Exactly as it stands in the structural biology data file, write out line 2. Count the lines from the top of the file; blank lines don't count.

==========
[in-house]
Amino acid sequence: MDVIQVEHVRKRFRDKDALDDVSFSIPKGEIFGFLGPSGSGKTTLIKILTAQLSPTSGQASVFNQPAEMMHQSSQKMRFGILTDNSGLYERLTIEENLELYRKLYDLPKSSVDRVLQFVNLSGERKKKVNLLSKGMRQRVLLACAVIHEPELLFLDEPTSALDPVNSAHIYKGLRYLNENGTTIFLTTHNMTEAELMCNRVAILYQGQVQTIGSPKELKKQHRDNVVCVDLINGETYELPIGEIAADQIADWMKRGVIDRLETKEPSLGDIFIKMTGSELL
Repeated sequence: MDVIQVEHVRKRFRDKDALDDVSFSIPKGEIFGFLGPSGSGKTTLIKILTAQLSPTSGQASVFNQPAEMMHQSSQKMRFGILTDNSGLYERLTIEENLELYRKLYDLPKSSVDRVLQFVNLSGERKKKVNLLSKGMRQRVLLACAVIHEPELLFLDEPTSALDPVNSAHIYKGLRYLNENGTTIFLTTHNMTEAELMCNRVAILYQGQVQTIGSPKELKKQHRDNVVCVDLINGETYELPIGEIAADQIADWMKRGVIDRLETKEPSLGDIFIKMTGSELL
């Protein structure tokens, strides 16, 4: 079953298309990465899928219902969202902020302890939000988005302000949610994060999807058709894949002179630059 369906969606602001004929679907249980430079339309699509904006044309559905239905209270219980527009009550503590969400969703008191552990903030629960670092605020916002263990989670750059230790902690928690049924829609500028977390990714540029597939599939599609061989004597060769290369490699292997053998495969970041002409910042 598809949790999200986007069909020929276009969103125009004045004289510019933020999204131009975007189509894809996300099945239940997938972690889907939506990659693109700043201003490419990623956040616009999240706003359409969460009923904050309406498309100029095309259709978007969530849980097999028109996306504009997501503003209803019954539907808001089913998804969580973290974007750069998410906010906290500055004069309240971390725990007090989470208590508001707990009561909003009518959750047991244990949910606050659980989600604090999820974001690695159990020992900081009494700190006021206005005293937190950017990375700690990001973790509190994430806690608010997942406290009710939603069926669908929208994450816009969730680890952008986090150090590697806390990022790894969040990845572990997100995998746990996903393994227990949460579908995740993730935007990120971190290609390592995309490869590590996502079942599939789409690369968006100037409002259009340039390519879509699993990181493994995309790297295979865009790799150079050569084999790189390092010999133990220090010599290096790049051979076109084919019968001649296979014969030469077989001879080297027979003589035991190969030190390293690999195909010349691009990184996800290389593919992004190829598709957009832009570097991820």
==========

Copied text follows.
Amino acid sequence: MDVIQVEHVRKRFRDKDALDDVSFSIPKGEIFGFLGPSGSGKTTLIKILTAQLSPTSGQASVFNQPAEMMHQSSQKMRFGILTDNSGLYERLTIEENLELYRKLYDLPKSSVDRVLQFVNLSGERKKKVNLLSKGMRQRVLLACAVIHEPELLFLDEPTSALDPVNSAHIYKGLRYLNENGTTIFLTTHNMTEAELMCNRVAILYQGQVQTIGSPKELKKQHRDNVVCVDLINGETYELPIGEIAADQIADWMKRGVIDRLETKEPSLGDIFIKMTGSELL